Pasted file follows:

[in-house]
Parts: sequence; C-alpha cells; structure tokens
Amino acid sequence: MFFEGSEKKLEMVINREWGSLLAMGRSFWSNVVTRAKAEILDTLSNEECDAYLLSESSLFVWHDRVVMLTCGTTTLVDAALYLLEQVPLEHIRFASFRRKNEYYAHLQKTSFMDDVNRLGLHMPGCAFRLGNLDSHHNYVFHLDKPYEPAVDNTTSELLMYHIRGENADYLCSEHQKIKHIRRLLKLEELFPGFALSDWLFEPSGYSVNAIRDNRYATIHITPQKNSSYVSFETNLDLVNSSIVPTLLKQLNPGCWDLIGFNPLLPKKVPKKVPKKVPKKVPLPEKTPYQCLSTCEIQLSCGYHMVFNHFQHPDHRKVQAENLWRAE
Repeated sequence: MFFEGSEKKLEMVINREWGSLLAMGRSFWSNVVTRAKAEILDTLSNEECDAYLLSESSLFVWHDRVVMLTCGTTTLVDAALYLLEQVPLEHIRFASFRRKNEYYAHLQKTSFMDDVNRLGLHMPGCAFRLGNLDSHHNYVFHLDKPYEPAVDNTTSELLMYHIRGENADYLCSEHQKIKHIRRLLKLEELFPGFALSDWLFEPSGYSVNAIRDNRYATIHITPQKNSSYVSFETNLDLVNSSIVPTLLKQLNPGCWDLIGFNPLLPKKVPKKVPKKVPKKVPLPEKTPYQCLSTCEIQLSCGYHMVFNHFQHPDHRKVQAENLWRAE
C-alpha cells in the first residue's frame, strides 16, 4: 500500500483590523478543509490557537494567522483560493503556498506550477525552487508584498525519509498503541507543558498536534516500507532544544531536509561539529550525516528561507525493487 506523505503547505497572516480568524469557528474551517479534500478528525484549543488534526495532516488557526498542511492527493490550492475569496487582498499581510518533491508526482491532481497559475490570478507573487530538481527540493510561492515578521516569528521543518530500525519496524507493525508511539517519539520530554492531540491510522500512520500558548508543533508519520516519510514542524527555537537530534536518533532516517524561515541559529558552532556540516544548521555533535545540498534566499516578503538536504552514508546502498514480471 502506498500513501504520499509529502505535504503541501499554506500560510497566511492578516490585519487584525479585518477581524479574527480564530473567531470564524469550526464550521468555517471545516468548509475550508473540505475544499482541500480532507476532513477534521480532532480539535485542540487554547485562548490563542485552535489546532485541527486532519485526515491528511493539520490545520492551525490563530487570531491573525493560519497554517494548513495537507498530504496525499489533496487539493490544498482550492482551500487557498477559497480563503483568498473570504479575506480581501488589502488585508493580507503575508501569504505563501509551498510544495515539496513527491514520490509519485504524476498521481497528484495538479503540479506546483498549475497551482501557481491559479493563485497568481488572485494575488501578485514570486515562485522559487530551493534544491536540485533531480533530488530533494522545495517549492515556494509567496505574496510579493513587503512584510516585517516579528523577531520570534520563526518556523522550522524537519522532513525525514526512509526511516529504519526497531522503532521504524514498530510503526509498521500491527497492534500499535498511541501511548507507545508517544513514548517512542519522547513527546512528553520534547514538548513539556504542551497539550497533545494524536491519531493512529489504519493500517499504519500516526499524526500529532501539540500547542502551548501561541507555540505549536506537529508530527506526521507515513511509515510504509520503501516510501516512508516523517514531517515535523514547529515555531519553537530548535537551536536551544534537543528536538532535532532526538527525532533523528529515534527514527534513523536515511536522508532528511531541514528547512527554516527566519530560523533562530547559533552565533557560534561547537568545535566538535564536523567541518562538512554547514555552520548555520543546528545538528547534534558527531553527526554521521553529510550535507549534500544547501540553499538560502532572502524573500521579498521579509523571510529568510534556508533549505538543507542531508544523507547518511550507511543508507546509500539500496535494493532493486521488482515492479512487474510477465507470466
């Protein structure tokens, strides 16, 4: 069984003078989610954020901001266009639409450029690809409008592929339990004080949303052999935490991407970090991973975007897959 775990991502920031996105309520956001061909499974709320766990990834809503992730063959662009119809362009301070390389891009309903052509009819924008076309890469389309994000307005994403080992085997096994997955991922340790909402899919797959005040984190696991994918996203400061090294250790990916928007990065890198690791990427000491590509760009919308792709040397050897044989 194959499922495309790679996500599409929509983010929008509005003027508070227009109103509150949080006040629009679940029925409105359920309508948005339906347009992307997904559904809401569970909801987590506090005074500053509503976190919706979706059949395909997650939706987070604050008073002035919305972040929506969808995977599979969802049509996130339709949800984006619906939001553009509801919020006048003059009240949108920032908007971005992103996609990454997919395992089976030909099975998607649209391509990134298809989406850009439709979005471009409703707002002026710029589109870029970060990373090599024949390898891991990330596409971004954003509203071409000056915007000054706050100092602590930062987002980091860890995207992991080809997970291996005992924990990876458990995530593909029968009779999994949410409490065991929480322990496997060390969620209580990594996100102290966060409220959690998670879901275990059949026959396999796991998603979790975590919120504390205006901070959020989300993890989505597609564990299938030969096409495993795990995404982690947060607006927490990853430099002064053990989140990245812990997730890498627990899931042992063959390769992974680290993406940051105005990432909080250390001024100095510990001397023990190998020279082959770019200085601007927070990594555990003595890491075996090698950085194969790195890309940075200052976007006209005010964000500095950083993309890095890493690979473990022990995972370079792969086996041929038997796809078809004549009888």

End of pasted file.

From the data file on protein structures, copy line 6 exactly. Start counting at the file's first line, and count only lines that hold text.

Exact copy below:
């Protein structure tokens, strides 16, 4: 069984003078989610954020901001266009639409450029690809409008592929339990004080949303052999935490991407970090991973975007897959 775990991502920031996105309520956001061909499974709320766990990834809503992730063959662009119809362009301070390389891009309903052509009819924008076309890469389309994000307005994403080992085997096994997955991922340790909402899919797959005040984190696991994918996203400061090294250790990916928007990065890198690791990427000491590509760009919308792709040397050897044989 194959499922495309790679996500599409929509983010929008509005003027508070227009109103509150949080006040629009679940029925409105359920309508948005339906347009992307997904559904809401569970909801987590506090005074500053509503976190919706979706059949395909997650939706987070604050008073002035919305972040929506969808995977599979969802049509996130339709949800984006619906939001553009509801919020006048003059009240949108920032908007971005992103996609990454997919395992089976030909099975998607649209391509990134298809989406850009439709979005471009409703707002002026710029589109870029970060990373090599024949390898891991990330596409971004954003509203071409000056915007000054706050100092602590930062987002980091860890995207992991080809997970291996005992924990990876458990995530593909029968009779999994949410409490065991929480322990496997060390969620209580990594996100102290966060409220959690998670879901275990059949026959396999796991998603979790975590919120504390205006901070959020989300993890989505597609564990299938030969096409495993795990995404982690947060607006927490990853430099002064053990989140990245812990997730890498627990899931042992063959390769992974680290993406940051105005990432909080250390001024100095510990001397023990190998020279082959770019200085601007927070990594555990003595890491075996090698950085194969790195890309940075200052976007006209005010964000500095950083993309890095890493690979473990022990995972370079792969086996041929038997796809078809004549009888």